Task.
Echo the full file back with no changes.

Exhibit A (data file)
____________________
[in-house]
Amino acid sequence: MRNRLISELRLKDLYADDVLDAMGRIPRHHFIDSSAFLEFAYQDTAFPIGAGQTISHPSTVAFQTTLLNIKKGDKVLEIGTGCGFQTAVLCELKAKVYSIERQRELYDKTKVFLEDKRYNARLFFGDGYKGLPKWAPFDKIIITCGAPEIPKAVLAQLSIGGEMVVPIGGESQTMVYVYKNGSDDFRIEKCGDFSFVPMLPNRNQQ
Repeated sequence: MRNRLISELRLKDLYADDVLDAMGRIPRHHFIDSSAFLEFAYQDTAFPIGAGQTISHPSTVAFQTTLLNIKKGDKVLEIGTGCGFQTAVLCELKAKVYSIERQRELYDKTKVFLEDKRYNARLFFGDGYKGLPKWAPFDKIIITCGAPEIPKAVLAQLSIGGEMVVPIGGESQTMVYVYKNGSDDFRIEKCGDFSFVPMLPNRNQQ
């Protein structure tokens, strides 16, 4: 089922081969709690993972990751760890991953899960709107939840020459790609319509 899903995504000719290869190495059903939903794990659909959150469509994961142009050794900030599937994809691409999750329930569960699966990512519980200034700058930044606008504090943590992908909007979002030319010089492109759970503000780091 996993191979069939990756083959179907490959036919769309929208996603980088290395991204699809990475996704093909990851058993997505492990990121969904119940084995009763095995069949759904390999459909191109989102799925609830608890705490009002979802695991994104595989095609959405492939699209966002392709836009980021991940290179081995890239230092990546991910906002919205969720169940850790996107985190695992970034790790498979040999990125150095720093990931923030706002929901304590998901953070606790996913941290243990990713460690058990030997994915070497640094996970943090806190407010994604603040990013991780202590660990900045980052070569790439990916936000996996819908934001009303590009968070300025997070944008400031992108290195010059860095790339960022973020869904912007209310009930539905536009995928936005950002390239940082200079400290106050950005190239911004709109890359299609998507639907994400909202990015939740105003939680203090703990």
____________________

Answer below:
[in-house]
Amino acid sequence: MRNRLISELRLKDLYADDVLDAMGRIPRHHFIDSSAFLEFAYQDTAFPIGAGQTISHPSTVAFQTTLLNIKKGDKVLEIGTGCGFQTAVLCELKAKVYSIERQRELYDKTKVFLEDKRYNARLFFGDGYKGLPKWAPFDKIIITCGAPEIPKAVLAQLSIGGEMVVPIGGESQTMVYVYKNGSDDFRIEKCGDFSFVPMLPNRNQQ
Repeated sequence: MRNRLISELRLKDLYADDVLDAMGRIPRHHFIDSSAFLEFAYQDTAFPIGAGQTISHPSTVAFQTTLLNIKKGDKVLEIGTGCGFQTAVLCELKAKVYSIERQRELYDKTKVFLEDKRYNARLFFGDGYKGLPKWAPFDKIIITCGAPEIPKAVLAQLSIGGEMVVPIGGESQTMVYVYKNGSDDFRIEKCGDFSFVPMLPNRNQQ
């Protein structure tokens, strides 16, 4: 089922081969709690993972990751760890991953899960709107939840020459790609319509 899903995504000719290869190495059903939903794990659909959150469509994961142009050794900030599937994809691409999750329930569960699966990512519980200034700058930044606008504090943590992908909007979002030319010089492109759970503000780091 996993191979069939990756083959179907490959036919769309929208996603980088290395991204699809990475996704093909990851058993997505492990990121969904119940084995009763095995069949759904390999459909191109989102799925609830608890705490009002979802695991994104595989095609959405492939699209966002392709836009980021991940290179081995890239230092990546991910906002919205969720169940850790996107985190695992970034790790498979040999990125150095720093990931923030706002929901304590998901953070606790996913941290243990990713460690058990030997994915070497640094996970943090806190407010994604603040990013991780202590660990900045980052070569790439990916936000996996819908934001009303590009968070300025997070944008400031992108290195010059860095790339960022973020869904912007209310009930539905536009995928936005950002390239940082200079400290106050950005190239911004709109890359299609998507639907994400909202990015939740105003939680203090703990």